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What Doctors Don't Tell You

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July 2020 (Vol. 5 Issue 5)

5 steps to safer sunning

About the author: 

5 steps to safer sunning image

Stay safe in the sunby avoiding toxic sunscreens and protecting skin from the inside out

Stay safe in the sun by avoiding toxic sunscreens and protecting skin from the inside out

We're constantly told to slather on the sunscreen to keep our skin safe from the sun, but that advice could be doing us more harm than good. The chemical filters in most sunscreens can penetrate the skin and are associated with hormone disruption, allergic reactions and other health concerns. Oxybenzone, one of the most hazardous, has even been linked to endometriosis and low-birth-weight babies.1

Sunscreens can also prevent us from getting enough vitamin D-the 'sunshine vitamin' now known to be a crucial factor in a long list of chronic diseases, including heart disease, diabetes and, ironically, skin cancer. So before you stock up on your usual sun creams and sprays, check out our simple steps to safer sunning.

1.Choose safer sunscreens

If you're planning on spending a lot of time in the sun, safer alternatives to chemical sunscreens are the mineral filters zinc oxide and titanium dioxide, which don't appear to penetrate the skin. Zinc oxide is US consumer watchdog Environmental Working Group's first choice, as it's stable in sunlight and provides broad-spectrum protection.2 A number of natural-beauty brands like Badger and Aubrey Organics now offer zinc-oxide-based sunscreens. Look out for WDDTY's natural sunscreen picks in next month's Healthy Shopping.


Taking supplements in the run-up to sun exposure can bolster the skin's natural defences against sunlight:

oAntioxidants like vitamins C and E appear to work together to protect against UV (ultraviolet) rays.3

Dosage: 2 g/day vitamin C; 1,000 IU/day vitamin E

oCarotenoids like beta-carotene (found in carrots) and lycopene (found in tomatoes) have consistently been shown to protect against sunburn.4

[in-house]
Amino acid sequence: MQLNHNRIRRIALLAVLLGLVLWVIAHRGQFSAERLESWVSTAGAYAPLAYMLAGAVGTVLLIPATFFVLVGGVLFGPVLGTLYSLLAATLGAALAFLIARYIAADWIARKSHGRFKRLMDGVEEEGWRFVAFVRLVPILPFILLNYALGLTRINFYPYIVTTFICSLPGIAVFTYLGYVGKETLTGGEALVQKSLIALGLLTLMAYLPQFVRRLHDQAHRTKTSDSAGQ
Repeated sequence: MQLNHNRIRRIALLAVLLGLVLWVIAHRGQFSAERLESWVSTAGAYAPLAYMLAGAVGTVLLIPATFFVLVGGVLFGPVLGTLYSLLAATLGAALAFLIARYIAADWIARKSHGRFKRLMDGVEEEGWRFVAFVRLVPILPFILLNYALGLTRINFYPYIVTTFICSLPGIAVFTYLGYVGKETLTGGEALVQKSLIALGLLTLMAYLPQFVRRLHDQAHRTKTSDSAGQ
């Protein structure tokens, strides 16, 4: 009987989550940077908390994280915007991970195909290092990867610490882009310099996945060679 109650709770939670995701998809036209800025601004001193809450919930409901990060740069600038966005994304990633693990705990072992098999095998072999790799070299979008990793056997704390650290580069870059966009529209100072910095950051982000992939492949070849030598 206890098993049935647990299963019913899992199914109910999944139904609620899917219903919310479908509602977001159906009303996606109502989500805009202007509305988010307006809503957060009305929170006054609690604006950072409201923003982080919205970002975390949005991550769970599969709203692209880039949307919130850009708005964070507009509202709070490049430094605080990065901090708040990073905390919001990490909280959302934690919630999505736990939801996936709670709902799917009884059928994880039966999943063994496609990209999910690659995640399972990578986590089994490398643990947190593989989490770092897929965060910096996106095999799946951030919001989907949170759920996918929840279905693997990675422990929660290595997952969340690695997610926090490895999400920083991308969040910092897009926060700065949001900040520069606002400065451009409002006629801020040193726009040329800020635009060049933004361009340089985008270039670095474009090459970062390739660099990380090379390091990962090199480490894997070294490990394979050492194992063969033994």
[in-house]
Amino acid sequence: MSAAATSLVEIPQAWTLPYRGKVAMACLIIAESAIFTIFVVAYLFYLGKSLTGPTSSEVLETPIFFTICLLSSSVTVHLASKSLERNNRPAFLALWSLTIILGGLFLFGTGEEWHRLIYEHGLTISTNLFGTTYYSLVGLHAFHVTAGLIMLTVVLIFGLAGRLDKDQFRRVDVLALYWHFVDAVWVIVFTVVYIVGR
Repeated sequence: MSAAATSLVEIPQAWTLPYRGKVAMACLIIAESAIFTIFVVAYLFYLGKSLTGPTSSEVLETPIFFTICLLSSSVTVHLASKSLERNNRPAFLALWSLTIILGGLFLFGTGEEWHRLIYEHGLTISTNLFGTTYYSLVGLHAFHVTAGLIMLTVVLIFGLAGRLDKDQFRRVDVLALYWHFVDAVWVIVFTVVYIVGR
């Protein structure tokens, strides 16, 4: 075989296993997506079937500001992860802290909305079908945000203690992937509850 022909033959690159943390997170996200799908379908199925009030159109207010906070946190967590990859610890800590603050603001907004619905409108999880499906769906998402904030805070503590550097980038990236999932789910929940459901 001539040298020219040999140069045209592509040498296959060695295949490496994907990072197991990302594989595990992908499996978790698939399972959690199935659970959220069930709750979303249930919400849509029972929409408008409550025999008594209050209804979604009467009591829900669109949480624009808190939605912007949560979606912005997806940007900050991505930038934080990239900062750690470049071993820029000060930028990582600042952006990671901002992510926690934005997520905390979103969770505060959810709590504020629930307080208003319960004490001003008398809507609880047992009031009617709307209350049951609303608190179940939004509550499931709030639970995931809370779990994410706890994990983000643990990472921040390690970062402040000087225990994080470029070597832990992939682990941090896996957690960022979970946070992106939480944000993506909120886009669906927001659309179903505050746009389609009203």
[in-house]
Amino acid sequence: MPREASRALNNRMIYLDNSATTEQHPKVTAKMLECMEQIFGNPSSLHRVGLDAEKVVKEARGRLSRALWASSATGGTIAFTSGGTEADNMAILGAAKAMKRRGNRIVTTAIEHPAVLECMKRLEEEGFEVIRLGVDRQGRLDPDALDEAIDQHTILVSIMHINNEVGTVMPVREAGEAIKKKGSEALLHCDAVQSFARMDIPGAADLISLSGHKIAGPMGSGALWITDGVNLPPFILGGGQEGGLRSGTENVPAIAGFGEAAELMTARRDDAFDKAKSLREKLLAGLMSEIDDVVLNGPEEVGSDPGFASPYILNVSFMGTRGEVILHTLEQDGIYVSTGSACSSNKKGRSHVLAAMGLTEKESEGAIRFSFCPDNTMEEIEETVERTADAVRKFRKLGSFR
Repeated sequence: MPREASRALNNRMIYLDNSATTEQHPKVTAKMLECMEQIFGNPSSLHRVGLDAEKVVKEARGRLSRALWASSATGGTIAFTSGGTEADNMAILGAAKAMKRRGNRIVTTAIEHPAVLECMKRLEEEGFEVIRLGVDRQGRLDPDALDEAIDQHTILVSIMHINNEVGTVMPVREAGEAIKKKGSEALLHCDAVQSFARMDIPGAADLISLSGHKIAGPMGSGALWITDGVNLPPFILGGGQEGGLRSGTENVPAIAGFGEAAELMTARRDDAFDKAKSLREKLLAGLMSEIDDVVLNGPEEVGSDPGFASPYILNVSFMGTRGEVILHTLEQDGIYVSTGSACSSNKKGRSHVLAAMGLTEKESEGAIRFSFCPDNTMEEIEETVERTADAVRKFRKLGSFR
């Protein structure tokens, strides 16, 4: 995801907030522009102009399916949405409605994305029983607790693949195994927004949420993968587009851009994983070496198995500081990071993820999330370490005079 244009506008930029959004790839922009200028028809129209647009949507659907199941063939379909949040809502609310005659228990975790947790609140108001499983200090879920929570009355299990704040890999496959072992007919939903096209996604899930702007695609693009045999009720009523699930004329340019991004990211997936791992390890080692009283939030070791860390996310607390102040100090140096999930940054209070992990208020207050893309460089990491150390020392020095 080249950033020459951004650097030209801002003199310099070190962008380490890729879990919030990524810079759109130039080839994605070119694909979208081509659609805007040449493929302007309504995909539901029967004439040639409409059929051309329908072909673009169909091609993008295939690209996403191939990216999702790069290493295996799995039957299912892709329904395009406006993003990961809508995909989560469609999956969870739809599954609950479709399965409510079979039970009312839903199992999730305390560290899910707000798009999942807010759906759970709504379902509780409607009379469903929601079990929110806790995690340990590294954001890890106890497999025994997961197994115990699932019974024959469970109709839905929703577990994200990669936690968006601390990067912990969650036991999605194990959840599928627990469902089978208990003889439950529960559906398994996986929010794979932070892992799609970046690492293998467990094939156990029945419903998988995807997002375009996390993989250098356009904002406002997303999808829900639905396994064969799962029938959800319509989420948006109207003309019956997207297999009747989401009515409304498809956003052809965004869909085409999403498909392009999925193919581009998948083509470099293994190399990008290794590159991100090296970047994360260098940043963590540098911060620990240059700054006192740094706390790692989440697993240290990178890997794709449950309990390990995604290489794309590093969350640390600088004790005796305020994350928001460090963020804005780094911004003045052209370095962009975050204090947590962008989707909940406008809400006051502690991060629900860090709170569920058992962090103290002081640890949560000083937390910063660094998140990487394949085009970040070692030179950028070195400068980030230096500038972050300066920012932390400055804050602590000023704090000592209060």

Dosage: 30-90 mg/day mixed carotenoids; 16 mg/day lycopene (or take 1-2 Tbsp/day tomato paste)

oPycnogenol, an extract of French maritime pine bark, can improve the skin's tolerance to UV rays.5

Dosage: 90 mg/day

3. Eat chocolate

Eating chocolate rich in healthy compounds called 'flavanols' (dark chocolate usually has the most) might work as a natural sunscreen, evidence suggests. Just 20 g a day, the equivalent of around six small squares of chocolate, more than doubled the amount of UV light the skin could tolerate before starting to burn.6 In general, the higher the percentage of cocoa solids in a chocolate product and the more bitter the taste, the higher the flavanol levels.

4.Drink coffee and exercise

The caffeine in coffee and tea could help ward off skin cancer caused by sunlight, especially when combined with exercise. Mice susceptible to skin cancer showed nearly two-thirds fewer skin tumours when given caffeine and allowed to run on exercise wheels. Animal studies don't always apply to humans but, in this case, the researchers believe that humans could benefit from this combination of treatments too.7

5.Be sun-sensible

It's important to expose your skin to the sun without sunscreen for about 15 minutes a day (depending on your skin type-you want your skin to redden slightly, but not burn) to keep your vitamin D levels topped up. But avoid prolonged exposures, especially between 11 am and 3 pm when the sun's UV rays are at their strongest. If you're going to be spending a lot of time in the sun, use natural sunscreens or cover up with clothing and seek the shade to avoid burning.


1 Environ Sci Technol, 2012; 46: 4624-32; Environ Health Perspect, 2008; 116: 1092-7


3 J Am Acad Dermatol, 1998; 38: 45-8

4 Proc Soc Exp Biol Med, 2000; 223: 170-4; Skin Pharmacol Appl Skin Physiol, 2002; 15: 291-6

5 Free Radic Biol Med, 2001; 30: 154-60

6 J Cosmet Dermatol, 2009; 8: 169-73

7 articles/243736.php

Joanna Evans

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